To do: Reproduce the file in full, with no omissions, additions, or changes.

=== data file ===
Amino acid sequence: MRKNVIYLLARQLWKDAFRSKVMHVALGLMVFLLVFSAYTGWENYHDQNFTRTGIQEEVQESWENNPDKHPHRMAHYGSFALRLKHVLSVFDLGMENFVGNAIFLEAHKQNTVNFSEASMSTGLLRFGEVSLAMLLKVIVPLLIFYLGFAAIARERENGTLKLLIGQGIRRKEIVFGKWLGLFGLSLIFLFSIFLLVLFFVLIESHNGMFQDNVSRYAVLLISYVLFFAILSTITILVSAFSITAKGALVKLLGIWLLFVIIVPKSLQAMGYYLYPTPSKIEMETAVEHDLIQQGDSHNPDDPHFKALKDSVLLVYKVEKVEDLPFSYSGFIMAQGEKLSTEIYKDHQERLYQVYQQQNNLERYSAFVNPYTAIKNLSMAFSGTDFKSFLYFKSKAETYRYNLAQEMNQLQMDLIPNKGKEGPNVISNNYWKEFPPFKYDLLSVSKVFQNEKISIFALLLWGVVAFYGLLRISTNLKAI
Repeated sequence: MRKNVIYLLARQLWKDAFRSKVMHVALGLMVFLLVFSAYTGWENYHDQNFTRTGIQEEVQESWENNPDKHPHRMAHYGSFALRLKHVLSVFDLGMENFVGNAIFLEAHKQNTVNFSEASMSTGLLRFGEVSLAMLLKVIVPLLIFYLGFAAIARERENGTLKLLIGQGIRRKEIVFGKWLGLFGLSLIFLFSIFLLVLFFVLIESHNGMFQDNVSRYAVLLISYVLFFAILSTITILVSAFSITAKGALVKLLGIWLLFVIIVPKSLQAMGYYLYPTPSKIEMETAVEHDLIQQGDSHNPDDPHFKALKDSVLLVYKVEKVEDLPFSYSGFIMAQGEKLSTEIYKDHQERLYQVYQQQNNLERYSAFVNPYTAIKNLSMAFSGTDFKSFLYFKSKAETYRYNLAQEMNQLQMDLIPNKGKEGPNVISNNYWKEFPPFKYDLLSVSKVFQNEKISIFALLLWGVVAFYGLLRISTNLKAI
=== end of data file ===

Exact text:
Amino acid sequence: MRKNVIYLLARQLWKDAFRSKVMHVALGLMVFLLVFSAYTGWENYHDQNFTRTGIQEEVQESWENNPDKHPHRMAHYGSFALRLKHVLSVFDLGMENFVGNAIFLEAHKQNTVNFSEASMSTGLLRFGEVSLAMLLKVIVPLLIFYLGFAAIARERENGTLKLLIGQGIRRKEIVFGKWLGLFGLSLIFLFSIFLLVLFFVLIESHNGMFQDNVSRYAVLLISYVLFFAILSTITILVSAFSITAKGALVKLLGIWLLFVIIVPKSLQAMGYYLYPTPSKIEMETAVEHDLIQQGDSHNPDDPHFKALKDSVLLVYKVEKVEDLPFSYSGFIMAQGEKLSTEIYKDHQERLYQVYQQQNNLERYSAFVNPYTAIKNLSMAFSGTDFKSFLYFKSKAETYRYNLAQEMNQLQMDLIPNKGKEGPNVISNNYWKEFPPFKYDLLSVSKVFQNEKISIFALLLWGVVAFYGLLRISTNLKAI
Repeated sequence: MRKNVIYLLARQLWKDAFRSKVMHVALGLMVFLLVFSAYTGWENYHDQNFTRTGIQEEVQESWENNPDKHPHRMAHYGSFALRLKHVLSVFDLGMENFVGNAIFLEAHKQNTVNFSEASMSTGLLRFGEVSLAMLLKVIVPLLIFYLGFAAIARERENGTLKLLIGQGIRRKEIVFGKWLGLFGLSLIFLFSIFLLVLFFVLIESHNGMFQDNVSRYAVLLISYVLFFAILSTITILVSAFSITAKGALVKLLGIWLLFVIIVPKSLQAMGYYLYPTPSKIEMETAVEHDLIQQGDSHNPDDPHFKALKDSVLLVYKVEKVEDLPFSYSGFIMAQGEKLSTEIYKDHQERLYQVYQQQNNLERYSAFVNPYTAIKNLSMAFSGTDFKSFLYFKSKAETYRYNLAQEMNQLQMDLIPNKGKEGPNVISNNYWKEFPPFKYDLLSVSKVFQNEKISIFALLLWGVVAFYGLLRISTNLKAI